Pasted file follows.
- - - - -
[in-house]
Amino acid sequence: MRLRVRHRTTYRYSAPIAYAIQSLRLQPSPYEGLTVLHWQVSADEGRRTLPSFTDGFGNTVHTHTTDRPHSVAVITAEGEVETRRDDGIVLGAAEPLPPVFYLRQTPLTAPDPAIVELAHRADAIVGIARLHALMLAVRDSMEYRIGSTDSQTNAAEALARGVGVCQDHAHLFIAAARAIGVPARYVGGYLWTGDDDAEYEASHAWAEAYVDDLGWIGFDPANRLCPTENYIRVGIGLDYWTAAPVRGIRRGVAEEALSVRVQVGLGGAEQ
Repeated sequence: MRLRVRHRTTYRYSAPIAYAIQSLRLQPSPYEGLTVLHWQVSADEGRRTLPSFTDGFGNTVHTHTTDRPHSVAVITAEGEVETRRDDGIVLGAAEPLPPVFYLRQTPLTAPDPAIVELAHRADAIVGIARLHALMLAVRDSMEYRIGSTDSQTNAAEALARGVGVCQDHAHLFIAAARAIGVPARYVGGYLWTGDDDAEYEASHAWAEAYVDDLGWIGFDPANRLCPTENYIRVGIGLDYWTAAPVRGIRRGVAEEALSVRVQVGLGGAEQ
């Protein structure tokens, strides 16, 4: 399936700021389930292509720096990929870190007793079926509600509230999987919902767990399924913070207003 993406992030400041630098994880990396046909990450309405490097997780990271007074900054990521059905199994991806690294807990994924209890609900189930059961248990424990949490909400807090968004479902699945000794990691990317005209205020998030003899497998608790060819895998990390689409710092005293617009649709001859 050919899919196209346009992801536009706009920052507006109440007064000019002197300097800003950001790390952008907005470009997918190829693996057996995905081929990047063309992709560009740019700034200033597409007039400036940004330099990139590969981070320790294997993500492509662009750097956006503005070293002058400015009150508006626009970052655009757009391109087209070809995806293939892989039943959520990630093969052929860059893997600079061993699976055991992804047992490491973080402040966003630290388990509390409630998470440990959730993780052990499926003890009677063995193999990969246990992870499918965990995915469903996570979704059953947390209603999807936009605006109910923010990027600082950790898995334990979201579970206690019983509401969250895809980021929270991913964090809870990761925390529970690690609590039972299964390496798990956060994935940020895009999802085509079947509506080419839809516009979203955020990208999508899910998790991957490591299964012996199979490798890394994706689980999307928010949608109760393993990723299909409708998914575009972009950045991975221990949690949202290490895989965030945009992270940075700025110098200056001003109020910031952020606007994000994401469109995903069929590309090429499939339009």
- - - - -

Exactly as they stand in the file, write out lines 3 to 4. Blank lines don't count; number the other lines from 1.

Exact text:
Repeated sequence: MRLRVRHRTTYRYSAPIAYAIQSLRLQPSPYEGLTVLHWQVSADEGRRTLPSFTDGFGNTVHTHTTDRPHSVAVITAEGEVETRRDDGIVLGAAEPLPPVFYLRQTPLTAPDPAIVELAHRADAIVGIARLHALMLAVRDSMEYRIGSTDSQTNAAEALARGVGVCQDHAHLFIAAARAIGVPARYVGGYLWTGDDDAEYEASHAWAEAYVDDLGWIGFDPANRLCPTENYIRVGIGLDYWTAAPVRGIRRGVAEEALSVRVQVGLGGAEQ
């Protein structure tokens, strides 16, 4: 399936700021389930292509720096990929870190007793079926509600509230999987919902767990399924913070207003 993406992030400041630098994880990396046909990450309405490097997780990271007074900054990521059905199994991806690294807990994924209890609900189930059961248990424990949490909400807090968004479902699945000794990691990317005209205020998030003899497998608790060819895998990390689409710092005293617009649709001859 050919899919196209346009992801536009706009920052507006109440007064000019002197300097800003950001790390952008907005470009997918190829693996057996995905081929990047063309992709560009740019700034200033597409007039400036940004330099990139590969981070320790294997993500492509662009750097956006503005070293002058400015009150508006626009970052655009757009391109087209070809995806293939892989039943959520990630093969052929860059893997600079061993699976055991992804047992490491973080402040966003630290388990509390409630998470440990959730993780052990499926003890009677063995193999990969246990992870499918965990995915469903996570979704059953947390209603999807936009605006109910923010990027600082950790898995334990979201579970206690019983509401969250895809980021929270991913964090809870990761925390529970690690609590039972299964390496798990956060994935940020895009999802085509079947509506080419839809516009979203955020990208999508899910998790991957490591299964012996199979490798890394994706689980999307928010949608109760393993990723299909409708998914575009972009950045991975221990949690949202290490895989965030945009992270940075700025110098200056001003109020910031952020606007994000994401469109995903069929590309090429499939339009």